Privacy impact assessments (PIAs) purport to examine privacy protections, but they serendipitously turn up deeper insights into an organization's risk exposure, improving governance and the organization's overall security posture, experts say.
More than a diagnostic tool or compliance checklist, PIAs are essentially templated questionnaires that help organizations identify their privacy risks are with information they collect, use, or store, says Rebecca Herold, CEO of the Privacy Professor, a security consultancy. PIA templates typically have some combination of multiple choice and open-ended questions. While often administered quarterly, PIAs can be done more frequently or after a breach or suspicious incident.
But mostly, PIAs help expose potential privacy issues that may get overlooked in the rush to market. Herold recalls an organization she worked with that developed a saliva test to detect concussions. Unlike doctors and hospitals that are subject to federal privacy protections, this organization was HIPAA-exempt and hadn't really thought through the ramifications of the data it wanted to collect.
Not surprisingly, consumers became concerned about who'd be able to access the saliva test results. "The original intent was good, but it was unclear who was getting the data – colleges, employers, insurance companies," Herold explains.
PIAs help ensure such concerns, and vulnerabilities get addressed sooner in the product development cycle. And with technologies like artificial intelligence and the Internet of Things in ascendance – and the market pressure to roll out products before they've been fully vetted – PIAs can smooth the introduction of that teddy bear with the camera in it, for example.
In that respect, PIAs not only offer a clearer view of where privacy risks are, but they also help organizations understand how personal information they collect is being used or transmitted, as well as where potential vulnerabilities are, Herold explains. And all that is enormously helpful as organizations measure their risks, then move to mitigate them, she adds.
Some industry sectors require regular PIAs. All federal agencies, for example, must perform annual PIAs for their systems, which are then posted online. At the invitation of the National Institute of Standards and Technology (NIST), Herold herself performed a PIA on the agency's plan for smart grids in 2009.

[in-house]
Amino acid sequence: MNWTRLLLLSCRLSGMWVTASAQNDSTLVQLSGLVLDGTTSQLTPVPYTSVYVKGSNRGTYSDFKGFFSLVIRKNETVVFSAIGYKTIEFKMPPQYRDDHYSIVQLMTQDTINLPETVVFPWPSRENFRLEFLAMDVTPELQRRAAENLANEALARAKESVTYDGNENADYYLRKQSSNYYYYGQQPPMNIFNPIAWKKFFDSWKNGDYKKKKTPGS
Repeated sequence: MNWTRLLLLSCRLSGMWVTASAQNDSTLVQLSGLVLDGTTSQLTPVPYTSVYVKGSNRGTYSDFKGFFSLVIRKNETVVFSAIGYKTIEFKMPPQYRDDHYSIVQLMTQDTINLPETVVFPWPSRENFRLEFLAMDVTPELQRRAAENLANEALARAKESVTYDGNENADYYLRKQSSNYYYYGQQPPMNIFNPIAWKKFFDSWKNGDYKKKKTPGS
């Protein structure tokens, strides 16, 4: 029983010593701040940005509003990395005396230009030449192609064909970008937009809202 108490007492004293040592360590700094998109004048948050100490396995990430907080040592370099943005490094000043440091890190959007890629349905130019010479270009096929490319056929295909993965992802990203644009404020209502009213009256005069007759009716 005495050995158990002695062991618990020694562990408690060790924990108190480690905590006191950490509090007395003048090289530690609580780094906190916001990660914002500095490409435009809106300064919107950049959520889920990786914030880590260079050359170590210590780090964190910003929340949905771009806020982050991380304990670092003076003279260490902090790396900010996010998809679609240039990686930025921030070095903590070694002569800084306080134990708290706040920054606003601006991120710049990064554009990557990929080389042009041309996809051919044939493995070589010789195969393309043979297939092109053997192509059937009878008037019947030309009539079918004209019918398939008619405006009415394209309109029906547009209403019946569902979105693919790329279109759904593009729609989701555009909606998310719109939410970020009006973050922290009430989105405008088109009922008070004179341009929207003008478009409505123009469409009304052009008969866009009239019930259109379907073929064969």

The EU's General Data Protection Regulation (GDPR) also has a provision for something called a data protection impact assessment (DPIA), which is a type of PIA, Herold says. And any organization with access to personal data of EU citizens is legally required to perform a DPIA.
In addition to demonstrating an organization's due diligence, PIAs can be a market differentiator in highly competitive fields, Herold explains. "I wish more application and device companies would do PIAs right at the start of their engineering plans because it would eliminate and mitigate many problems we have with privacy breaches," she says.
Medical device manufacturers, in particular, get hyper-focused on a device's basic functionality. "I'm always trying to get them to realize they need to go beyond getting it to work consistently," Herold says.
Another sector with ongoing security challenges is education. School environments are historically hard to secure because they're open areas, Herold says. And laptops that monitor students are just the tip of the privacy iceberg. "More educators are addressing privacy because there are so many gadgets that tech companies want to provide schools," she adds.
Factor in cloud-based learning apps, the proliferation of student smartphones, and social networks, and you have a privacy quagmire.
"Any process that's completely automated and had no human intervention is going to have some pieces missing with regard to privacy," Herold says. "You need critical thinking," and PIAs help encourage that objective analysis.
Terry Sweeney is a Los Angeles-based writer and editor who has covered technology, networking, and security for more than 20 years. He was part of the team that started Dark Reading and has been a contributor to The Washington Post, Crain's New York Business, Red Herring, ... View Full Bio